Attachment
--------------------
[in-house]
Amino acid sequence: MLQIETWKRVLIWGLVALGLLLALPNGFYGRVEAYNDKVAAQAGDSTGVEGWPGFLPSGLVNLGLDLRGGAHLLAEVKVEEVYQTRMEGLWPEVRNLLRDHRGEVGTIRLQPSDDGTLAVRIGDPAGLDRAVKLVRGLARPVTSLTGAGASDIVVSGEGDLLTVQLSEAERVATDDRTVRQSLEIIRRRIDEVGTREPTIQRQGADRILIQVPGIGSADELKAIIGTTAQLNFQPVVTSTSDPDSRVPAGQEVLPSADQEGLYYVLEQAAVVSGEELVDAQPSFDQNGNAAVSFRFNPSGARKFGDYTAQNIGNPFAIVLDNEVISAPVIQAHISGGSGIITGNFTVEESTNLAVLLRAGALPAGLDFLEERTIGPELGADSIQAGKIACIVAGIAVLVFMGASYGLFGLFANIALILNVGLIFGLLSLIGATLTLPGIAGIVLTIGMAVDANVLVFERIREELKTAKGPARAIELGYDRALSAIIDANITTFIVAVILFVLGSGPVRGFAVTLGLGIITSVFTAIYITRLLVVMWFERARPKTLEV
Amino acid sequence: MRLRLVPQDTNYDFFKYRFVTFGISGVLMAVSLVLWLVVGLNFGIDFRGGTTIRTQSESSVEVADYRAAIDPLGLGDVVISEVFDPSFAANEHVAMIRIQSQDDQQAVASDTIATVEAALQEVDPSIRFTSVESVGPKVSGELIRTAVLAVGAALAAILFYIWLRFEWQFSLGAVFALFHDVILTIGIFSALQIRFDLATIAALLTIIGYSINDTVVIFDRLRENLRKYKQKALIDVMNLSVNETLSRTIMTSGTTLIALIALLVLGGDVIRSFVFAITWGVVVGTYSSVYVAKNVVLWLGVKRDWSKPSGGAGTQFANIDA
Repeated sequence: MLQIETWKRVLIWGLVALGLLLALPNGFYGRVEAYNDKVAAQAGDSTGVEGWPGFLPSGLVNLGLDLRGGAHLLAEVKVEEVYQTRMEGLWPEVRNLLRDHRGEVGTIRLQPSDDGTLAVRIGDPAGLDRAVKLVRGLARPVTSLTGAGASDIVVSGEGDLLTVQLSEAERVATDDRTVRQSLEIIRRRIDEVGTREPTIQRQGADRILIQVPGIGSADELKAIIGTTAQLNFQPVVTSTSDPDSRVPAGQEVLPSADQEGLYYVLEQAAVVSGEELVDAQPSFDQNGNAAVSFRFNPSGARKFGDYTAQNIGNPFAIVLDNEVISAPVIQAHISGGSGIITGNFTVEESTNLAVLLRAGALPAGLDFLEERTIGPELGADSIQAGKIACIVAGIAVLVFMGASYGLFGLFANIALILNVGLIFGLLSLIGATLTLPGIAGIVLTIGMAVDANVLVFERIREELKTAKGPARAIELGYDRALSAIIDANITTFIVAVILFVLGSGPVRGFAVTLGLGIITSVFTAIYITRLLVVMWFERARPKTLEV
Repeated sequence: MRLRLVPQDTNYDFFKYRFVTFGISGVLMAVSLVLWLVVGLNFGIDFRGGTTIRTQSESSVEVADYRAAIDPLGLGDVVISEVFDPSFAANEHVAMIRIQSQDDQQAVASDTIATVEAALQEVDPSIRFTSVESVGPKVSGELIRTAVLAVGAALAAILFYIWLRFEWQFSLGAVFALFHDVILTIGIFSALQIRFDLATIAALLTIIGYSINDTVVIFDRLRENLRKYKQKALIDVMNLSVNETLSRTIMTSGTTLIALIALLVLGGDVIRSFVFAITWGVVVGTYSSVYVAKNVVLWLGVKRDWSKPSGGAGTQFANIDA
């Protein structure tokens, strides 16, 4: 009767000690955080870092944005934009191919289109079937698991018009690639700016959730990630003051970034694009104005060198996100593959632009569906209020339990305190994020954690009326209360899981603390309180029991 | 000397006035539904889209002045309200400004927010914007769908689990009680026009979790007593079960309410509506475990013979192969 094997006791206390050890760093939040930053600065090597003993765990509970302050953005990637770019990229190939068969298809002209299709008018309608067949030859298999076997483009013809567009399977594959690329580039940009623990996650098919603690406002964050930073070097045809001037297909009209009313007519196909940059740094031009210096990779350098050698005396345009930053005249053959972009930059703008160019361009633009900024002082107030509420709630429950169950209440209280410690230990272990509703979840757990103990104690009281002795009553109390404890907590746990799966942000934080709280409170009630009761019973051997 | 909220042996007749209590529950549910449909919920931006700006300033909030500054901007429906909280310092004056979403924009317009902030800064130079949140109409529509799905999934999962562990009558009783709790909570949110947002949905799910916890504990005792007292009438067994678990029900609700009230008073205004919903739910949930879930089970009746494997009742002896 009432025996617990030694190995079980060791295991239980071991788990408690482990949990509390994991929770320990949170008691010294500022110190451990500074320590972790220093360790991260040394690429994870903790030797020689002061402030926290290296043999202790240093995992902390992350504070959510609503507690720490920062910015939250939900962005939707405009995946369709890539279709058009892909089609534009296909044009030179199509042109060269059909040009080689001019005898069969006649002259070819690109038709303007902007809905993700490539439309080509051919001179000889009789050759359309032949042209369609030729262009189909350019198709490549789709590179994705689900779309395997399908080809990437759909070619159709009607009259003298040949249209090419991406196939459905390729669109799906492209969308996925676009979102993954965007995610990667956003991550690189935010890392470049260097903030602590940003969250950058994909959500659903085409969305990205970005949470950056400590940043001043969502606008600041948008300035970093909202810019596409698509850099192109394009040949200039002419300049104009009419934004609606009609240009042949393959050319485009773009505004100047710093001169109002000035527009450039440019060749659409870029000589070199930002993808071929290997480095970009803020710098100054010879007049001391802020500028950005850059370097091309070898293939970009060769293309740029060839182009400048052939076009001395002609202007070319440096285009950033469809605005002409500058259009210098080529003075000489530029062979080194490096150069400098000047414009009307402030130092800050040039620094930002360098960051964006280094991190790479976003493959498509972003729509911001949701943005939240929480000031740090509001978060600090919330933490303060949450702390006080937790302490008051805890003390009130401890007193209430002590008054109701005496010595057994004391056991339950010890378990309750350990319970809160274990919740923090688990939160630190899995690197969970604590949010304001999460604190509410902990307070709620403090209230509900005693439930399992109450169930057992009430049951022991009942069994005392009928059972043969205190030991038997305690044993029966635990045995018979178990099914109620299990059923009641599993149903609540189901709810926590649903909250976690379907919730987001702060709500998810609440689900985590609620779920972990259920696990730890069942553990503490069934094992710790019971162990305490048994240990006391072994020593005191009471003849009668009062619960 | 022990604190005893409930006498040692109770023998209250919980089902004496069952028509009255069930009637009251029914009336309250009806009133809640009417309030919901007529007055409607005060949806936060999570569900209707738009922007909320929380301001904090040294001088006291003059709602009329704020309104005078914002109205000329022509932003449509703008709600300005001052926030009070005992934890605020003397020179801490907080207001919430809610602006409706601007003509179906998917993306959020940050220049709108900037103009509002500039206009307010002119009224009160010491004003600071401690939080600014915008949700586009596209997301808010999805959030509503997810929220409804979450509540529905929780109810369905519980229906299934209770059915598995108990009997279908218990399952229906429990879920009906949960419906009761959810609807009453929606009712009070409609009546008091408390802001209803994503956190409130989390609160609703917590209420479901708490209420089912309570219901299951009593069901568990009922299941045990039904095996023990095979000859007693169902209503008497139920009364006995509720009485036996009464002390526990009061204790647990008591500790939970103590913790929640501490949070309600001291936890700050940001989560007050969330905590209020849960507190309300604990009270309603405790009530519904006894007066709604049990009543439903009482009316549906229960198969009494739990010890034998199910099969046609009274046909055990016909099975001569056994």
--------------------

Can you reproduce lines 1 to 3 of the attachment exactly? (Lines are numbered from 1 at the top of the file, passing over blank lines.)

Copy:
[in-house]
Amino acid sequence: MLQIETWKRVLIWGLVALGLLLALPNGFYGRVEAYNDKVAAQAGDSTGVEGWPGFLPSGLVNLGLDLRGGAHLLAEVKVEEVYQTRMEGLWPEVRNLLRDHRGEVGTIRLQPSDDGTLAVRIGDPAGLDRAVKLVRGLARPVTSLTGAGASDIVVSGEGDLLTVQLSEAERVATDDRTVRQSLEIIRRRIDEVGTREPTIQRQGADRILIQVPGIGSADELKAIIGTTAQLNFQPVVTSTSDPDSRVPAGQEVLPSADQEGLYYVLEQAAVVSGEELVDAQPSFDQNGNAAVSFRFNPSGARKFGDYTAQNIGNPFAIVLDNEVISAPVIQAHISGGSGIITGNFTVEESTNLAVLLRAGALPAGLDFLEERTIGPELGADSIQAGKIACIVAGIAVLVFMGASYGLFGLFANIALILNVGLIFGLLSLIGATLTLPGIAGIVLTIGMAVDANVLVFERIREELKTAKGPARAIELGYDRALSAIIDANITTFIVAVILFVLGSGPVRGFAVTLGLGIITSVFTAIYITRLLVVMWFERARPKTLEV
Amino acid sequence: MRLRLVPQDTNYDFFKYRFVTFGISGVLMAVSLVLWLVVGLNFGIDFRGGTTIRTQSESSVEVADYRAAIDPLGLGDVVISEVFDPSFAANEHVAMIRIQSQDDQQAVASDTIATVEAALQEVDPSIRFTSVESVGPKVSGELIRTAVLAVGAALAAILFYIWLRFEWQFSLGAVFALFHDVILTIGIFSALQIRFDLATIAALLTIIGYSINDTVVIFDRLRENLRKYKQKALIDVMNLSVNETLSRTIMTSGTTLIALIALLVLGGDVIRSFVFAITWGVVVGTYSSVYVAKNVVLWLGVKRDWSKPSGGAGTQFANIDA